The Women’s Center celebrated Latina Equal Pay Day on Nov. 2 to bring awareness to two very important facts about the unfairness of Latina women’s pay in the United States.
The first issue is that Latinas make 54 cents to a white man’s dollar compared to their white and African-American female counterparts who make 80 and 63 cents, respectively.The second issue is that Latinas would have to work an additional 10 months in a year to equal the amount of money a white male makes. This is why the event is held in November, the 10th month of the year.
Senior Berlyann Rivera, the student women’s outreach coordinator for the Women’s Center, talked about why celebrating this event was important not only for the office but also for herself as a Latina.
“[We need] to raise awareness about the wage gap that exists between women,” she said. “People love to throw around the 77 cents [for white women] but they aren’t aware that the number does not apply to all women. Thus, it is [important] to educate and raise awareness about the inequality that Latina women continue to face when it comes to getting paid for their work.”
As of fall 2017, 15 percent of the population at Ramapo College is Latino, a number that may seem low, but is actually average compared to other campuses in New Jersey. This puts into perspective the importance of bringing attention to Latina Equal Pay Day at Ramapo.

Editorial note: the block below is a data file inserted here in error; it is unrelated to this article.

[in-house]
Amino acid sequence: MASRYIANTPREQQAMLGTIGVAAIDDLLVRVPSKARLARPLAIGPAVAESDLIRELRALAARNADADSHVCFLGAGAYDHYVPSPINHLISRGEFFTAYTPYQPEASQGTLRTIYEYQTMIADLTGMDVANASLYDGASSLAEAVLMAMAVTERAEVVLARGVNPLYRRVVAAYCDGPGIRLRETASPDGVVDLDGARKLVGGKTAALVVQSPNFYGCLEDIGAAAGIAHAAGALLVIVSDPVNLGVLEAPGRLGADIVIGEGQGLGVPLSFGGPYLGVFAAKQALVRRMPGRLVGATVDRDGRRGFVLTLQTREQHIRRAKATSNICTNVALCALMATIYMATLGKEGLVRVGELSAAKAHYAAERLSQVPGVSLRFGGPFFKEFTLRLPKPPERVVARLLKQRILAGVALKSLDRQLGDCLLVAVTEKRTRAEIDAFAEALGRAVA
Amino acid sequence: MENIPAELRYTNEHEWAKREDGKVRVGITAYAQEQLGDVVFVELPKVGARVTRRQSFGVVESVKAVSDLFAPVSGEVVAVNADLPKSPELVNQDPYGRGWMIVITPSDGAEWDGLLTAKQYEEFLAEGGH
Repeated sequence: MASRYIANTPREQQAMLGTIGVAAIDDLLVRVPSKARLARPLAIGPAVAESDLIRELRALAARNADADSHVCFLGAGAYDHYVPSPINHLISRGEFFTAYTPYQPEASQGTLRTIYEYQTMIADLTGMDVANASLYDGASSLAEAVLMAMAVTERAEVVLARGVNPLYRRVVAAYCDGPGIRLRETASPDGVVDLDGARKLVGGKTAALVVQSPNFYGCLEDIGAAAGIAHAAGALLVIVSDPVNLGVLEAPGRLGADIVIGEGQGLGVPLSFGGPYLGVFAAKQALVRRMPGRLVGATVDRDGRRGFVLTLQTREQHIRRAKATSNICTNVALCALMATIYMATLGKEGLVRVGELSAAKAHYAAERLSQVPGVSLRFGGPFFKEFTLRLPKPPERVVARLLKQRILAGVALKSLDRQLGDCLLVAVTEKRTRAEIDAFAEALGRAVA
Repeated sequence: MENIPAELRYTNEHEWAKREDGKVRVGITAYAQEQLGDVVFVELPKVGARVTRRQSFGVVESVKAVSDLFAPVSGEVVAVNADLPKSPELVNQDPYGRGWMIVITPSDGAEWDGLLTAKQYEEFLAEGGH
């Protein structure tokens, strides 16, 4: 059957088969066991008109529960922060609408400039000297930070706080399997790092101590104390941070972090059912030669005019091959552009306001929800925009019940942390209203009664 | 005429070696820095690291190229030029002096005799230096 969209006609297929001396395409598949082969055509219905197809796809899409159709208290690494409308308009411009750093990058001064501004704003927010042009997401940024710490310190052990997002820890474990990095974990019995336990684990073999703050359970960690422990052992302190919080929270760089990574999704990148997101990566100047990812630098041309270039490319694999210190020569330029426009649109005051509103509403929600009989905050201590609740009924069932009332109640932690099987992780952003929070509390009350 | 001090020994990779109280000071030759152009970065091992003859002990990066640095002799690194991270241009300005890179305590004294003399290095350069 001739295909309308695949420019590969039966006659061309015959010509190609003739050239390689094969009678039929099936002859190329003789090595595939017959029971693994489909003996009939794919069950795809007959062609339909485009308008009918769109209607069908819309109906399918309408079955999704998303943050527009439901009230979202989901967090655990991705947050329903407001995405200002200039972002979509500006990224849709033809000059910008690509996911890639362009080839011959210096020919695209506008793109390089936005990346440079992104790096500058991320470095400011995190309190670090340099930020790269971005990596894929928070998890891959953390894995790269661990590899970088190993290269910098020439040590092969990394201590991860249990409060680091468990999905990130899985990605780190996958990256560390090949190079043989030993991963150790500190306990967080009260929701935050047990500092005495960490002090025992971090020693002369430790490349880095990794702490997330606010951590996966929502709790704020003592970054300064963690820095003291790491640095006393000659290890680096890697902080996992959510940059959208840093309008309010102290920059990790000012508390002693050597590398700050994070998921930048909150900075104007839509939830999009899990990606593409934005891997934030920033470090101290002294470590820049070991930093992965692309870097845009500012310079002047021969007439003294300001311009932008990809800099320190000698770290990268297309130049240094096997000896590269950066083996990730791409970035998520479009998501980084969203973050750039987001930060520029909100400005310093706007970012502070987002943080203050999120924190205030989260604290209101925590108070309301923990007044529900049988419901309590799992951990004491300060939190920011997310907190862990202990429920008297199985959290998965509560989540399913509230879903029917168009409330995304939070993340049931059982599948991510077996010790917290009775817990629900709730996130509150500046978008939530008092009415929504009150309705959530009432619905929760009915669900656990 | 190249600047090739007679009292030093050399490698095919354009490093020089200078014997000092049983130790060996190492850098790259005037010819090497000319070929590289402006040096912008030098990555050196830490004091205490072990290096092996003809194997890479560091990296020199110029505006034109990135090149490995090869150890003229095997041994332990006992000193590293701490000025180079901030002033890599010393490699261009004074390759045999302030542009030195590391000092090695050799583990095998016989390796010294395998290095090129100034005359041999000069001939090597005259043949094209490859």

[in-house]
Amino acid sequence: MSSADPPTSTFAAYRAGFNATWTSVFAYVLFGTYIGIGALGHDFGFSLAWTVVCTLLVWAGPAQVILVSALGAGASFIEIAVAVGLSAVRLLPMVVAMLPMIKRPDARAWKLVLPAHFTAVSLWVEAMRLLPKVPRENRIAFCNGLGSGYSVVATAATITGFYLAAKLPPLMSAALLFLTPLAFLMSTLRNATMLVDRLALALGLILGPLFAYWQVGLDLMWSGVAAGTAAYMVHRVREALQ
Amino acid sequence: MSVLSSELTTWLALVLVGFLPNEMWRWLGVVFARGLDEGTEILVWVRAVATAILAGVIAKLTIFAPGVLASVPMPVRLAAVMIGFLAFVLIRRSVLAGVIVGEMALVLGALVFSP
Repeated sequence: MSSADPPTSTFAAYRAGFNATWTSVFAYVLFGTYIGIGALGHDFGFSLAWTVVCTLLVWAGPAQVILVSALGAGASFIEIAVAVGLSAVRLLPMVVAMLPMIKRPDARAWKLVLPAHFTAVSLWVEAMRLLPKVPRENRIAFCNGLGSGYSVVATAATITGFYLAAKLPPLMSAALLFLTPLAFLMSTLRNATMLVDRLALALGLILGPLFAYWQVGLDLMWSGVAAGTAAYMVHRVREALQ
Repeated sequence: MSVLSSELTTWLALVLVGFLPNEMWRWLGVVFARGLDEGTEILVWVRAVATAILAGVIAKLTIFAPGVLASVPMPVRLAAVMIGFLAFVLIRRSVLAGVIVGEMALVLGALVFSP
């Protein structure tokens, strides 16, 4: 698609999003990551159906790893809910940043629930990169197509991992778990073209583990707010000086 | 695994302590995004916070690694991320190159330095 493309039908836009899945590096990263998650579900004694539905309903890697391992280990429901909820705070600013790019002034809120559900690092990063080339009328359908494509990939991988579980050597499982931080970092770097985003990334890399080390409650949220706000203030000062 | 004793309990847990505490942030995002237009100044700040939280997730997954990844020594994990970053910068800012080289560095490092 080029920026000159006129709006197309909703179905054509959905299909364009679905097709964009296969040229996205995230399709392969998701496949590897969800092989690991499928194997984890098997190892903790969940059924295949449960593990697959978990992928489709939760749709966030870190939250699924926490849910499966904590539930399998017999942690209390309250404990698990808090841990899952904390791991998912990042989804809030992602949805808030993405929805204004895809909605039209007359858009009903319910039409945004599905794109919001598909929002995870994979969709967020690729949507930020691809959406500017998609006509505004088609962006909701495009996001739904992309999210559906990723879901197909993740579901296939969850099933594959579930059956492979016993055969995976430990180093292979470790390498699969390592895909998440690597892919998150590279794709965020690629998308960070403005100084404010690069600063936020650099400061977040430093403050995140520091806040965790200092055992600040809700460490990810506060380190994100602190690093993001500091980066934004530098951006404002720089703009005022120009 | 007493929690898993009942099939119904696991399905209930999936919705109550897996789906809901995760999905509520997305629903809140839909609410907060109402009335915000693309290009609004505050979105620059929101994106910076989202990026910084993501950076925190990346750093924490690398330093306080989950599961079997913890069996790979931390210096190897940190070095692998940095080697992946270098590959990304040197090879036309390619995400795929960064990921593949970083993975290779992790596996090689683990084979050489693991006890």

“It’s honestly ridiculous and frustrating,” she said, noting how much more work she has to put in compared to most of her counterparts.
Rivera, who also holds various different leadership positions on campus and serves as a voice for the Latino community, talked about the struggles she knows she will soon face.
“Why should my work firstly be valued as less than any other woman but, most importantly, a man?” she said. “I know I am in the struggle with other women but even more so since Latina women make the least per a white man’s dollar. I am going into the workforce in a few years and conceive having to work longer while already twice as hard to prove my worth.”
There are many ways to help in closing the wage gap for not only Latinas but for all women who are working hard to earn the wages they should be earning.
The event served to raised awareness and educate students about all of the differences in the wage gap between all women, not just between men and women. Women of all races can learn how to negotiate their wages before being hired and demand a raise later on for the work they are doing. Often, women’s pay remains at the same rate for years while men get bonuses and raises every year.
Lastly, the event encouraged women to fight for equal pay through voting in elections for candidates that want to close that gap.